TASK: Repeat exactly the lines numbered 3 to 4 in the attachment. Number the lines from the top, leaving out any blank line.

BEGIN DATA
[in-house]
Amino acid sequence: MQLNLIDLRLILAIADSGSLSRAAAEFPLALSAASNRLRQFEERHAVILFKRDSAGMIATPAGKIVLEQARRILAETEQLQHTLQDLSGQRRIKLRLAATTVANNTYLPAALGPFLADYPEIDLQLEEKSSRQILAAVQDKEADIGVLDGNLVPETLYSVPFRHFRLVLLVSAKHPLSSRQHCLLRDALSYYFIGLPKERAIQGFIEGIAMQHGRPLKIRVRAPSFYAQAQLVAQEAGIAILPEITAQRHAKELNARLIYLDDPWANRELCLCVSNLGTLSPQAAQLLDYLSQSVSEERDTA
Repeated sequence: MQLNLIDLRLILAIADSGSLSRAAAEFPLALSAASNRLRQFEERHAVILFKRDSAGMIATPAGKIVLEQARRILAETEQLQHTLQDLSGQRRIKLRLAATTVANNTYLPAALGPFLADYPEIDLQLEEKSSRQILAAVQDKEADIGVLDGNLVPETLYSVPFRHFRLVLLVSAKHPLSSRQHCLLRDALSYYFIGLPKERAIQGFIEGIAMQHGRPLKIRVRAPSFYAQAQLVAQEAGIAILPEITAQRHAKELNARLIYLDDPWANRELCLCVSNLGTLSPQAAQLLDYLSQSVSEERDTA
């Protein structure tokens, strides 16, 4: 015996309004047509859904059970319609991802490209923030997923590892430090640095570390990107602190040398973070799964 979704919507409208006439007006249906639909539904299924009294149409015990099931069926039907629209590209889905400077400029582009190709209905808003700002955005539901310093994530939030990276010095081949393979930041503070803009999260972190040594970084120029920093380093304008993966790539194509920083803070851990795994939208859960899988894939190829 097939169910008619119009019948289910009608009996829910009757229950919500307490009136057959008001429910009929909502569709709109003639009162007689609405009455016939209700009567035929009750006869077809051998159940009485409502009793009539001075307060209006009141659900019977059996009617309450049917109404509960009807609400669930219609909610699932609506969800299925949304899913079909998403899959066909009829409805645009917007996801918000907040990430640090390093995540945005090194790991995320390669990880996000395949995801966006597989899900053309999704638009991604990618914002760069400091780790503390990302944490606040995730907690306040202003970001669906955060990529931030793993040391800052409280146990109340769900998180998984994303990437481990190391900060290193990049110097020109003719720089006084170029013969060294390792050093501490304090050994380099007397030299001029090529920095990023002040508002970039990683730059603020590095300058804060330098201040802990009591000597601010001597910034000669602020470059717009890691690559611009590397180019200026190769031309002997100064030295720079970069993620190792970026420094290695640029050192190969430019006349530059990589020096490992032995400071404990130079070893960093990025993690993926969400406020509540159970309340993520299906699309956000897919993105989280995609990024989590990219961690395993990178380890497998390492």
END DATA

Repeated sequence: MQLNLIDLRLILAIADSGSLSRAAAEFPLALSAASNRLRQFEERHAVILFKRDSAGMIATPAGKIVLEQARRILAETEQLQHTLQDLSGQRRIKLRLAATTVANNTYLPAALGPFLADYPEIDLQLEEKSSRQILAAVQDKEADIGVLDGNLVPETLYSVPFRHFRLVLLVSAKHPLSSRQHCLLRDALSYYFIGLPKERAIQGFIEGIAMQHGRPLKIRVRAPSFYAQAQLVAQEAGIAILPEITAQRHAKELNARLIYLDDPWANRELCLCVSNLGTLSPQAAQLLDYLSQSVSEERDTA
């Protein structure tokens, strides 16, 4: 015996309004047509859904059970319609991802490209923030997923590892430090640095570390990107602190040398973070799964 979704919507409208006439007006249906639909539904299924009294149409015990099931069926039907629209590209889905400077400029582009190709209905808003700002955005539901310093994530939030990276010095081949393979930041503070803009999260972190040594970084120029920093380093304008993966790539194509920083803070851990795994939208859960899988894939190829 097939169910008619119009019948289910009608009996829910009757229950919500307490009136057959008001429910009929909502569709709109003639009162007689609405009455016939209700009567035929009750006869077809051998159940009485409502009793009539001075307060209006009141659900019977059996009617309450049917109404509960009807609400669930219609909610699932609506969800299925949304899913079909998403899959066909009829409805645009917007996801918000907040990430640090390093995540945005090194790991995320390669990880996000395949995801966006597989899900053309999704638009991604990618914002760069400091780790503390990302944490606040995730907690306040202003970001669906955060990529931030793993040391800052409280146990109340769900998180998984994303990437481990190391900060290193990049110097020109003719720089006084170029013969060294390792050093501490304090050994380099007397030299001029090529920095990023002040508002970039990683730059603020590095300058804060330098201040802990009591000597601010001597910034000669602020470059717009890691690559611009590397180019200026190769031309002997100064030295720079970069993620190792970026420094290695640029050192190969430019006349530059990589020096490992032995400071404990130079070893960093990025993690993926969400406020509540159970309340993520299906699309956000897919993105989280995609990024989590990219961690395993990178380890497998390492």